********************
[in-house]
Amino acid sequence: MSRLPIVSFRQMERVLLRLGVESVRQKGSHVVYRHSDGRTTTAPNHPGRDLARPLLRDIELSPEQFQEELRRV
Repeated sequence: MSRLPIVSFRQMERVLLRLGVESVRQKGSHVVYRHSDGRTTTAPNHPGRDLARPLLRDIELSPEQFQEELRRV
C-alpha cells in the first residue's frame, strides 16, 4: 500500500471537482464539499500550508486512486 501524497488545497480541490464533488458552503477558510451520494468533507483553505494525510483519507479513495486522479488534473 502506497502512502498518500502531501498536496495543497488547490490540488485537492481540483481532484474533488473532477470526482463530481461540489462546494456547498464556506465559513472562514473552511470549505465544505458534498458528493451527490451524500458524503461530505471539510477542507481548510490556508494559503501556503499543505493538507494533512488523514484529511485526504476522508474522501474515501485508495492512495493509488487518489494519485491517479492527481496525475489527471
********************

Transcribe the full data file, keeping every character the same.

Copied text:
[in-house]
Amino acid sequence: MSRLPIVSFRQMERVLLRLGVESVRQKGSHVVYRHSDGRTTTAPNHPGRDLARPLLRDIELSPEQFQEELRRV
Repeated sequence: MSRLPIVSFRQMERVLLRLGVESVRQKGSHVVYRHSDGRTTTAPNHPGRDLARPLLRDIELSPEQFQEELRRV
C-alpha cells in the first residue's frame, strides 16, 4: 500500500471537482464539499500550508486512486 501524497488545497480541490464533488458552503477558510451520494468533507483553505494525510483519507479513495486522479488534473 502506497502512502498518500502531501498536496495543497488547490490540488485537492481540483481532484474533488473532477470526482463530481461540489462546494456547498464556506465559513472562514473552511470549505465544505458534498458528493451527490451524500458524503461530505471539510477542507481548510490556508494559503501556503499543505493538507494533512488523514484529511485526504476522508474522501474515501485508495492512495493509488487518489494519485491517479492527481496525475489527471